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01/29/2016

Comments

Sierra Tamm

I think that this type of non-market valuation is really interesting. The choice experiment (CE) method seems to accurately represent the preferences in environmental characteristics of the dive sites in the Barbados. What struck me the most while reading this paper was the conclusion regarding preserving sea turtles. The concept of sea turtle harvest is totally foreign to me. Growing up in Southwest Florida I have a distinct memory of eating at a restaurant on the beach with my family and once it was dark the restaurant turned off the lights facing the ocean because it was sea turtle hatching season and they did not want the baby sea turtles to be confused by the artificial lights. How is it that in one country we are willing to sacrifice some of our comforts to help the turtles, while in other countries along the same body of water, they are harvesting turtles? In an ideal world, I think there would be global restrictions on things like sea turtle harvesting because they have such a large migratory pattern that the sea turtles being protected in the Gulf of Mexico might then be killed farther south. This would have an impact on the tourist economies and biodiversity of countries throughout the surrounding area. Hopefully, as research like this is published, there will be stricter laws in countries that still have high rates of sea turtle harvesting.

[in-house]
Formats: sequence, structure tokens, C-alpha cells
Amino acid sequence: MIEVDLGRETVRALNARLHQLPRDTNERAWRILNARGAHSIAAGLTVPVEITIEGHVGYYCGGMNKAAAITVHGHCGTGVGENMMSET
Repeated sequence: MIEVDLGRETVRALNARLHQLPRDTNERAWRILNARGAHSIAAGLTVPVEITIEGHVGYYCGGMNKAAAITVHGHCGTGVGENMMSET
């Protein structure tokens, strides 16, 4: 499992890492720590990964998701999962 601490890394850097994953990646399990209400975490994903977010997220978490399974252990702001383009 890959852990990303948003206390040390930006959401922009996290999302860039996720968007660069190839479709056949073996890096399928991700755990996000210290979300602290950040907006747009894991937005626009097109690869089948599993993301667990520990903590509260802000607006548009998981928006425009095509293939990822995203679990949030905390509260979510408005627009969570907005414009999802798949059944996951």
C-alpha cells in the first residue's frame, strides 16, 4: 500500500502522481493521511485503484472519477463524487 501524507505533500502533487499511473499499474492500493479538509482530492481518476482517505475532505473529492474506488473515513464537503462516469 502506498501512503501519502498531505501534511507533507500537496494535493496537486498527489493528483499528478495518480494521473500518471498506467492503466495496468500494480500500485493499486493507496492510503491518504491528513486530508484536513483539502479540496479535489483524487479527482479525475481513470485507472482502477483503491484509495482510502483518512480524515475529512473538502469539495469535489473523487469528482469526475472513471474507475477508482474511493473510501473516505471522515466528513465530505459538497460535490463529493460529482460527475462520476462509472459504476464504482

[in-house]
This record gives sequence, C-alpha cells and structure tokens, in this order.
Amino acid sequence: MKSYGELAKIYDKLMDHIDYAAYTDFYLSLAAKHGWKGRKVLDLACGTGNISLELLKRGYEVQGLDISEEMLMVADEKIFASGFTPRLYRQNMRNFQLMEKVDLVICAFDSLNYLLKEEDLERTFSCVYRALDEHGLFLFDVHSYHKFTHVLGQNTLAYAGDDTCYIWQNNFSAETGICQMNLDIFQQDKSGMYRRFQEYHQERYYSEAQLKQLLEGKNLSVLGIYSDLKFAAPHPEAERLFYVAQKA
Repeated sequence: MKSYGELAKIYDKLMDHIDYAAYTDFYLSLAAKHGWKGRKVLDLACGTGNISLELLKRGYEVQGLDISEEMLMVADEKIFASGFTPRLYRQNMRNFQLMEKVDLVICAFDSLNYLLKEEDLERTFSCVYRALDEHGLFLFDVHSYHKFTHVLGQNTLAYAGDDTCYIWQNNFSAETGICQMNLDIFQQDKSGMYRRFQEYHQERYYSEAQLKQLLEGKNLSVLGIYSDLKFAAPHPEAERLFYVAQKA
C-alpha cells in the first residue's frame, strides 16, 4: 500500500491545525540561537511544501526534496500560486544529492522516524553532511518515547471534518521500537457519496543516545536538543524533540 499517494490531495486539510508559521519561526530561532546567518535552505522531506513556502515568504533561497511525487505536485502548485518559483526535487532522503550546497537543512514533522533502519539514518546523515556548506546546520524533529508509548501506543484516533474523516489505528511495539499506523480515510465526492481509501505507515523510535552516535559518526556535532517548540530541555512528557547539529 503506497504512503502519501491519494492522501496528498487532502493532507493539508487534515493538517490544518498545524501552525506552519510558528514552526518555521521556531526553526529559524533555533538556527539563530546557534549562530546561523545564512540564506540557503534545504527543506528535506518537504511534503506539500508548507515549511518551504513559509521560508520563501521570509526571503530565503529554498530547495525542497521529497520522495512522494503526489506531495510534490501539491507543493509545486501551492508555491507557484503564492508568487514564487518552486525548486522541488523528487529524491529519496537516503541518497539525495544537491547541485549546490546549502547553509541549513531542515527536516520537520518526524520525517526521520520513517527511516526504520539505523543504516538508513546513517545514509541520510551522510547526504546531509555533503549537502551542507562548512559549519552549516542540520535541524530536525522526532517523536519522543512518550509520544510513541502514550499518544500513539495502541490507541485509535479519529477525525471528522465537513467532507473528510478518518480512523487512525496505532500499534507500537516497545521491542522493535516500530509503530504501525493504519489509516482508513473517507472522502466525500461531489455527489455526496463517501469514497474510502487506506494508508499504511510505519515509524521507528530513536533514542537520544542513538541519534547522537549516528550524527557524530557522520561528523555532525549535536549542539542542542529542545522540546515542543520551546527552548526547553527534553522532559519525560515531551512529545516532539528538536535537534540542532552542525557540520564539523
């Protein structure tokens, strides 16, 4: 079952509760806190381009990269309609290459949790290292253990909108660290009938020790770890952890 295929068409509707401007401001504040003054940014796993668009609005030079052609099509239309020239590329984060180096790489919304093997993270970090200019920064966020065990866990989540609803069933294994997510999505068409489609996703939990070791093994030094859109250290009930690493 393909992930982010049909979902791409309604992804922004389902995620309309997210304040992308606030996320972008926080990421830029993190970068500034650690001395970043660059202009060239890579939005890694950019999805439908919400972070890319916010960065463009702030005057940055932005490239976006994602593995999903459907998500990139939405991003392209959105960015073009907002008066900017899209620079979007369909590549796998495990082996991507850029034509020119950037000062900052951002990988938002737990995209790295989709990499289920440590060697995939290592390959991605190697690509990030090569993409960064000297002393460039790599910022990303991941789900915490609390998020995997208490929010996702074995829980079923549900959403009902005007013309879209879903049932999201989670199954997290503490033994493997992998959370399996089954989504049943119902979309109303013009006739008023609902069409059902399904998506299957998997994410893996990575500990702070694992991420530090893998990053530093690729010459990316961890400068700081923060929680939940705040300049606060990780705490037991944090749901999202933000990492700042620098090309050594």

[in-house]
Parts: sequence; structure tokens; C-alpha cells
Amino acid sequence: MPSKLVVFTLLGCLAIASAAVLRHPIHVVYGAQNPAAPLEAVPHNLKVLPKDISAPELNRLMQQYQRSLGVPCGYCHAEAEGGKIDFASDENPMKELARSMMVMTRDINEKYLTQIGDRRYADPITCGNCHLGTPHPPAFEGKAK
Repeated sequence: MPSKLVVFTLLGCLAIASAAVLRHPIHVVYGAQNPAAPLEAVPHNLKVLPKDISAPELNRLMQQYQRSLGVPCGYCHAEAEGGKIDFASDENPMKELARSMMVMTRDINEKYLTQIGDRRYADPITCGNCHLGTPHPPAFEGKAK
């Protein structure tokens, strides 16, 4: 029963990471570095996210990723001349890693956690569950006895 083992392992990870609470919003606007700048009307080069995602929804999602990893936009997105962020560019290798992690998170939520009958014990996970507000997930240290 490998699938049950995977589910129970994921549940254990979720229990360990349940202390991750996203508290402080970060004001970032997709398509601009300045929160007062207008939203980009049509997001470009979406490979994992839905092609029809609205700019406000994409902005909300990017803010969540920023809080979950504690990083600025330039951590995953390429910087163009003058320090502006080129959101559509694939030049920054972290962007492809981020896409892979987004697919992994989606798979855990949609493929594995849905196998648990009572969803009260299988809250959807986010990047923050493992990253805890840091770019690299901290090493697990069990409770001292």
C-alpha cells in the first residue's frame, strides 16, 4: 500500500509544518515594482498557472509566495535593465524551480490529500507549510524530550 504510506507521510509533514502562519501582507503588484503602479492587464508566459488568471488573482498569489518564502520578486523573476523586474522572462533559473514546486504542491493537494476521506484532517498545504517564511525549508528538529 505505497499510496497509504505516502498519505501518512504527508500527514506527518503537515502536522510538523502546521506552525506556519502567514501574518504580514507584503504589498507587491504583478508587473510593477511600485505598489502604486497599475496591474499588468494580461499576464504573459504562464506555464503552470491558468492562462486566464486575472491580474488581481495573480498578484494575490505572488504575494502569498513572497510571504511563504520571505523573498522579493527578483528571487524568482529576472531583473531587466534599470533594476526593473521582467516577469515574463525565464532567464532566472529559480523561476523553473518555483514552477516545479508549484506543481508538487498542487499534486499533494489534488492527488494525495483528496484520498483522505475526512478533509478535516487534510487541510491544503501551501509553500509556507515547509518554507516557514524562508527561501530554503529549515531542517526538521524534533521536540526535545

Spencer Payne